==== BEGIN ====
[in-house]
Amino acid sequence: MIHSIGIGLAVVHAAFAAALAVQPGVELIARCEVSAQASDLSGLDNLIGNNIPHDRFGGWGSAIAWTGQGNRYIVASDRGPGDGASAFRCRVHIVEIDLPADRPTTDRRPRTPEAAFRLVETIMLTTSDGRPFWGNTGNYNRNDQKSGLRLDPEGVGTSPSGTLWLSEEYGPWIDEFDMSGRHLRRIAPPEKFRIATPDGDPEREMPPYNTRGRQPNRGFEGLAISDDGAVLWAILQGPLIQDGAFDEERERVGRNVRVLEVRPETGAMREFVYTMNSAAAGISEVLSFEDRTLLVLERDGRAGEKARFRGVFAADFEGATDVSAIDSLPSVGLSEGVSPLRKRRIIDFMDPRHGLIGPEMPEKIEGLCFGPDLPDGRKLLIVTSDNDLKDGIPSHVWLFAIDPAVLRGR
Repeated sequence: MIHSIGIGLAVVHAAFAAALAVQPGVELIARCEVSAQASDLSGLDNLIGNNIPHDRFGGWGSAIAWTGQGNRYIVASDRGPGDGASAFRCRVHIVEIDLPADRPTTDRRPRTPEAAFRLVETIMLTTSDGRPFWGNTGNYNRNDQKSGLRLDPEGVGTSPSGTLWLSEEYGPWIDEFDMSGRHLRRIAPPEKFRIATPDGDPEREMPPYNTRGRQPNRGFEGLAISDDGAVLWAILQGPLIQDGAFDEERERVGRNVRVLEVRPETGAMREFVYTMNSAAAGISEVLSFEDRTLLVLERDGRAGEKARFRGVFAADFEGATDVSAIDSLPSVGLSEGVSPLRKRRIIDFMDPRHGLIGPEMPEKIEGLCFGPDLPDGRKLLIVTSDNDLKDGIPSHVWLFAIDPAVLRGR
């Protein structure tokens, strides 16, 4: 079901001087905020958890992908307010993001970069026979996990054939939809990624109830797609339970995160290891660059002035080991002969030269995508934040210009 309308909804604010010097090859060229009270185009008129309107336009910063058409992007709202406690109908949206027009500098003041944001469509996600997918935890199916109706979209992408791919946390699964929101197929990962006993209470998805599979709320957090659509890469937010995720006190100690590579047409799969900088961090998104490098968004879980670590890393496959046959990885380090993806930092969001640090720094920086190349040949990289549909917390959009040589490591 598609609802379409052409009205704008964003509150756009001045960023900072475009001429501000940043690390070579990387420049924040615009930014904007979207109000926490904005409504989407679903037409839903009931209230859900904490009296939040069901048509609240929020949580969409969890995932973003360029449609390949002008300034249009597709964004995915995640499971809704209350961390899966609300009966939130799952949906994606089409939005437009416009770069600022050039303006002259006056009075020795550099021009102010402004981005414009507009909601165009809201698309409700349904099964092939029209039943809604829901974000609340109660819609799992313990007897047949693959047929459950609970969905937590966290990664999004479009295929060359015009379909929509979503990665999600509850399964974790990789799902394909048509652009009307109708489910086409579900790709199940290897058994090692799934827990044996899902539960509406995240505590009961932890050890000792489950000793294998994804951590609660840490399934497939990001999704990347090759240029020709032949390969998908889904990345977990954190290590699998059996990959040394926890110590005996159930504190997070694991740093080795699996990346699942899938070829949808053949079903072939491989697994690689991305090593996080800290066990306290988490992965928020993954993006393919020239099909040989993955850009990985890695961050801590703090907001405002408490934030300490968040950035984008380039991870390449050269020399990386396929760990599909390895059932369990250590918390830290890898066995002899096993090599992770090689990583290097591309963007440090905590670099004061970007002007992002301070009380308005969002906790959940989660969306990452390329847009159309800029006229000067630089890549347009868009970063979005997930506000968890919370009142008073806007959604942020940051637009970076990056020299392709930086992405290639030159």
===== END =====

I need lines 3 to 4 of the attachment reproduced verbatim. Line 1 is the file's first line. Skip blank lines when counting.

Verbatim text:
Repeated sequence: MIHSIGIGLAVVHAAFAAALAVQPGVELIARCEVSAQASDLSGLDNLIGNNIPHDRFGGWGSAIAWTGQGNRYIVASDRGPGDGASAFRCRVHIVEIDLPADRPTTDRRPRTPEAAFRLVETIMLTTSDGRPFWGNTGNYNRNDQKSGLRLDPEGVGTSPSGTLWLSEEYGPWIDEFDMSGRHLRRIAPPEKFRIATPDGDPEREMPPYNTRGRQPNRGFEGLAISDDGAVLWAILQGPLIQDGAFDEERERVGRNVRVLEVRPETGAMREFVYTMNSAAAGISEVLSFEDRTLLVLERDGRAGEKARFRGVFAADFEGATDVSAIDSLPSVGLSEGVSPLRKRRIIDFMDPRHGLIGPEMPEKIEGLCFGPDLPDGRKLLIVTSDNDLKDGIPSHVWLFAIDPAVLRGR
């Protein structure tokens, strides 16, 4: 079901001087905020958890992908307010993001970069026979996990054939939809990624109830797609339970995160290891660059002035080991002969030269995508934040210009 309308909804604010010097090859060229009270185009008129309107336009910063058409992007709202406690109908949206027009500098003041944001469509996600997918935890199916109706979209992408791919946390699964929101197929990962006993209470998805599979709320957090659509890469937010995720006190100690590579047409799969900088961090998104490098968004879980670590890393496959046959990885380090993806930092969001640090720094920086190349040949990289549909917390959009040589490591 598609609802379409052409009205704008964003509150756009001045960023900072475009001429501000940043690390070579990387420049924040615009930014904007979207109000926490904005409504989407679903037409839903009931209230859900904490009296939040069901048509609240929020949580969409969890995932973003360029449609390949002008300034249009597709964004995915995640499971809704209350961390899966609300009966939130799952949906994606089409939005437009416009770069600022050039303006002259006056009075020795550099021009102010402004981005414009507009909601165009809201698309409700349904099964092939029209039943809604829901974000609340109660819609799992313990007897047949693959047929459950609970969905937590966290990664999004479009295929060359015009379909929509979503990665999600509850399964974790990789799902394909048509652009009307109708489910086409579900790709199940290897058994090692799934827990044996899902539960509406995240505590009961932890050890000792489950000793294998994804951590609660840490399934497939990001999704990347090759240029020709032949390969998908889904990345977990954190290590699998059996990959040394926890110590005996159930504190997070694991740093080795699996990346699942899938070829949808053949079903072939491989697994690689991305090593996080800290066990306290988490992965928020993954993006393919020239099909040989993955850009990985890695961050801590703090907001405002408490934030300490968040950035984008380039991870390449050269020399990386396929760990599909390895059932369990250590918390830290890898066995002899096993090599992770090689990583290097591309963007440090905590670099004061970007002007992002301070009380308005969002906790959940989660969306990452390329847009159309800029006229000067630089890549347009868009970063979005997930506000968890919370009142008073806007959604942020940051637009970076990056020299392709930086992405290639030159």